Data sources and review methods. We searched Medline®, Embase®, Cochrane CENTRAL, CINAHL®, and ClinicalTrials.gov from inception to March 23, 2021, to identify comparative and single group studies. We extracted study data into the Systematic Review Data Repository Plus (SRDR+). We assessed the risk of bias and evaluated the strength of evidence (SoE) using standard methods. The protocol was registered in PROSPERO (registration number CRD42020193183).

Results. We found 8 randomized controlled trials, 83 nonrandomized comparative studies, and 69 single group studies. Risk of bias was moderate to high for most studies. KQ1: Compared with IBR, AR is probably associated with clinically better patient satisfaction with breasts and sexual well-being but comparable general quality of life and psychosocial well-being (moderate SoE, all outcomes). AR probably poses a greater risk of deep vein thrombosis or pulmonary embolism (moderate SoE), but IBR probably poses a greater risk of reconstructive failure in the long term (1.5 to 4 years) (moderate SoE) and may pose a greater risk of breast seroma (low SoE). KQ 2: Conducting IBR either before or after radiation therapy may result in comparable physical well-being, psychosocial well-being, sexual well-being, and patient satisfaction with breasts (all low SoE), and probably results in comparable risks of implant failure/loss or need for explant surgery (moderate SoE). We found no evidence addressing timing of IBR or AR in relation to chemotherapy or timing of AR in relation to radiation therapy. KQ 3: Silicone and saline implants may result in clinically comparable patient satisfaction with breasts (low SoE). There is insufficient evidence regarding double lumen implants. KQ 4: Whether the implant is placed in the prepectoral or total submuscular plane may not be associated with risk of infections that are not explicitly implant related (low SoE). There is insufficient evidence addressing the comparisons between prepectoral and partial submuscular and between partial and total submuscular planes. KQ 5: The evidence is inconsistent regarding whether human ADM use during IBR impacts physical well-being, psychosocial well-being, or satisfaction with breasts. However, ADM use probably increases the risk of implant failure/loss or need for explant surgery (moderate SoE) and may increase the risk of infections not explicitly implant related (low SoE). Whether or not ADM is used probably is associated with comparable risks of seroma and unplanned repeat surgeries for revision (moderate SoE for both), and possibly necrosis (low SoE). KQ 6: AR with either transverse rectus abdominis (TRAM) or deep inferior epigastric perforator (DIEP) flaps may result in comparable patient satisfaction with breasts (low SoE), but TRAM flaps probably increase the risk of harms to the area of flap harvest (moderate SoE). AR with either DIEP or latissimus dorsi flaps may result in comparable patient satisfaction with breasts (low SoE), but there is insufficient evidence regarding thromboembolic events and no evidence regarding other surgical complications.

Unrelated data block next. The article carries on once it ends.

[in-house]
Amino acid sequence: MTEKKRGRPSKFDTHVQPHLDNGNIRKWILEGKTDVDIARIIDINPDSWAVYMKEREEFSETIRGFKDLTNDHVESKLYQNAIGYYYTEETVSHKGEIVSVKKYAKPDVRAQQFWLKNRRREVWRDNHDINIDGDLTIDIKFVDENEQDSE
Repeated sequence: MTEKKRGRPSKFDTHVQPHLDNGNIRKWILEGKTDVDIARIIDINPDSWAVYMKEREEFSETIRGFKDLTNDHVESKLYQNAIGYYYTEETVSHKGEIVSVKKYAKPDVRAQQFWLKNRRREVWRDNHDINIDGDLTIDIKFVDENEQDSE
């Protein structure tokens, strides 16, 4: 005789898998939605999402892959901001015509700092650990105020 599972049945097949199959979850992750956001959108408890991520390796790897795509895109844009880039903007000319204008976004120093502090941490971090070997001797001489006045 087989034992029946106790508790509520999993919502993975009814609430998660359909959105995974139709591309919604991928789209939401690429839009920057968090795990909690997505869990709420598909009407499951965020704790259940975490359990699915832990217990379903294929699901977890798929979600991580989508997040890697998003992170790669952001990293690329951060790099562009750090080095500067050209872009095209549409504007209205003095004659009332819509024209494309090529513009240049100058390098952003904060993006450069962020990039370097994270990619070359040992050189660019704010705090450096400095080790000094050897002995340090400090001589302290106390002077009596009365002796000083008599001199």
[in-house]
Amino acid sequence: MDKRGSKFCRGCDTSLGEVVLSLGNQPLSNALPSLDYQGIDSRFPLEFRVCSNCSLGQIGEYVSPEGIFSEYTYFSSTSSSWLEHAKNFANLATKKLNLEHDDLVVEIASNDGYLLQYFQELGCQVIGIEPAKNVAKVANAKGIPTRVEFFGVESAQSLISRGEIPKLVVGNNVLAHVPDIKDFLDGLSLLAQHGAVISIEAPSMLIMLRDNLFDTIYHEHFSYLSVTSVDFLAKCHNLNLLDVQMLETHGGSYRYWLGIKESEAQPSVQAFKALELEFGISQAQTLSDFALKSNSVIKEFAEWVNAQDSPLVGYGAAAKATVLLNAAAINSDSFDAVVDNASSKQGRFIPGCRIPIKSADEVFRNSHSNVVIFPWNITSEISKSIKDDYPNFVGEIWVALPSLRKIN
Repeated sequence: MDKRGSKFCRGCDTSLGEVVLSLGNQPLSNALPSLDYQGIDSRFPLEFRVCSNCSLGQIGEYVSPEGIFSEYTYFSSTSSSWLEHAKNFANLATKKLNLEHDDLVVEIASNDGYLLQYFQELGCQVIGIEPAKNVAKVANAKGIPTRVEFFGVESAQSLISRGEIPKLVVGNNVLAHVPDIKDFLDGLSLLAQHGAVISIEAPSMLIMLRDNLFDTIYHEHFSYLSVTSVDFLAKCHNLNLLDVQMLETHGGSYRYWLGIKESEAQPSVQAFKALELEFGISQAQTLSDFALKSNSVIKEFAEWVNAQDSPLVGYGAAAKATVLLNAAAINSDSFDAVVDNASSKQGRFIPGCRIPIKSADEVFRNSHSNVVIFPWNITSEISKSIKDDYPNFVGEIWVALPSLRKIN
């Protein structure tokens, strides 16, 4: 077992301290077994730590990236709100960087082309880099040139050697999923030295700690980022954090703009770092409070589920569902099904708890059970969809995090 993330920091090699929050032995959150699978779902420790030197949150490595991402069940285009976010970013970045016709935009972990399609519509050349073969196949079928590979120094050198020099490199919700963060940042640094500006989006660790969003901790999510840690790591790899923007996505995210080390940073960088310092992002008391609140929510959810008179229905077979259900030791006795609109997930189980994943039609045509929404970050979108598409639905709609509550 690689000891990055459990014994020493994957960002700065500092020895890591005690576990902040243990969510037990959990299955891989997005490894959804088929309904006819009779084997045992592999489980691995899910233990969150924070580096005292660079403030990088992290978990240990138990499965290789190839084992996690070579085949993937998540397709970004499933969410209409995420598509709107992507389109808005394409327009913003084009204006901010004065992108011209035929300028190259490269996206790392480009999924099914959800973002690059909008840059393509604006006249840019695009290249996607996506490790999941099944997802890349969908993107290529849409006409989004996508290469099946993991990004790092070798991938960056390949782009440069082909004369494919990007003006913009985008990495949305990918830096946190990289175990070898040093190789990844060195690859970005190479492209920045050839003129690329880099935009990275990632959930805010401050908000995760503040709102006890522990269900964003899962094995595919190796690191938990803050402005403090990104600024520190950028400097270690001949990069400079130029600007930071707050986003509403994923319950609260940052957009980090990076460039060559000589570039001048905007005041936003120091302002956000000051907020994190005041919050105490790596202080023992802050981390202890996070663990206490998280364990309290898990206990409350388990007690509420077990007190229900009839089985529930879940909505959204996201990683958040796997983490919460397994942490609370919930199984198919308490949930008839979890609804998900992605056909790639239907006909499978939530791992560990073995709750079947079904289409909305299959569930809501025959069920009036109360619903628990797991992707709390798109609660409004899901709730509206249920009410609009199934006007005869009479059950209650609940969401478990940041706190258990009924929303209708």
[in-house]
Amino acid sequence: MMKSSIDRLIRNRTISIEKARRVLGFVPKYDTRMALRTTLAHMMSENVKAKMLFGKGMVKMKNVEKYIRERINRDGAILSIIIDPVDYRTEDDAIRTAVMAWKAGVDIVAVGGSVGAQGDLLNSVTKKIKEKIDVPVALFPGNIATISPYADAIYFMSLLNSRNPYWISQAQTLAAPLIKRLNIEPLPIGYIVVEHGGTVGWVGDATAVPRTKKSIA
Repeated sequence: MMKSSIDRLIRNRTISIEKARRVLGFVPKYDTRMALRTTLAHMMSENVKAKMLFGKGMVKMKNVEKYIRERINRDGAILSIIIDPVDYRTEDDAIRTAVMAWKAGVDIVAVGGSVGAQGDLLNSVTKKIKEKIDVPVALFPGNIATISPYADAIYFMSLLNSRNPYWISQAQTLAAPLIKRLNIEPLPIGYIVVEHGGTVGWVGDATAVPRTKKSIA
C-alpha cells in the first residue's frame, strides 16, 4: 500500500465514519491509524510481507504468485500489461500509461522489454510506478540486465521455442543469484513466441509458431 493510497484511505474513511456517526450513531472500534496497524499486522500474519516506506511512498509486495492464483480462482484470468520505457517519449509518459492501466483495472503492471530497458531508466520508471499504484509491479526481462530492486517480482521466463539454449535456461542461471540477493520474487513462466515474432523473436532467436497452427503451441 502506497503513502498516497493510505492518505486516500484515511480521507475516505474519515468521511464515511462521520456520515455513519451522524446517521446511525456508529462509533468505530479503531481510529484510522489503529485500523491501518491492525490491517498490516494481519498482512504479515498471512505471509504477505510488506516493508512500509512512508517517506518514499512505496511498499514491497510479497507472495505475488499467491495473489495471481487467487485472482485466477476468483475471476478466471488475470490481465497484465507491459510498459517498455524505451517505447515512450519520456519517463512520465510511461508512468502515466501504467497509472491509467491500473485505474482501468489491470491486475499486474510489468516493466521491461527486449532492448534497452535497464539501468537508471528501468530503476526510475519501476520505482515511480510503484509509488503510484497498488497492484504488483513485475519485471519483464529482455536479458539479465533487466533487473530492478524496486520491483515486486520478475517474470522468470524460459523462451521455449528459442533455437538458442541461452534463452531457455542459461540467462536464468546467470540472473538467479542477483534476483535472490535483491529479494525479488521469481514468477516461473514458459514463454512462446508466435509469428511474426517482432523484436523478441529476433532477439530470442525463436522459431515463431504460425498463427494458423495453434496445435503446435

Conclusion. Evidence regarding surgical breast reconstruction options is largely insufficient or of only low or moderate SoE. New high-quality research is needed, especially for timing of IBR and AR in relation to chemotherapy and radiation therapy, for comparisons of implant materials, and for comparisons of anatomic planes of implant placement.

Citation

Saldanha IJ, Cao W, Broyles JM, Adam GP, Bhuma MR, Mehta S, Dominici LS, Pusic AL, Balk EM. Breast Reconstruction After Mastectomy: A Systematic Review and Meta-Analysis. Comparative Effectiveness Review No. 245. (Prepared by the Brown Evidence-based Practice Center under Contract No. 75Q80120D00001.) AHRQ Publication No. 21-EHC027. Rockville, MD: Agency for Healthcare Research and Quality; July 2021. DOI: 10.23970/AHRQEPCCER245. Posted final reports are located on the Effective Health Care Program search page.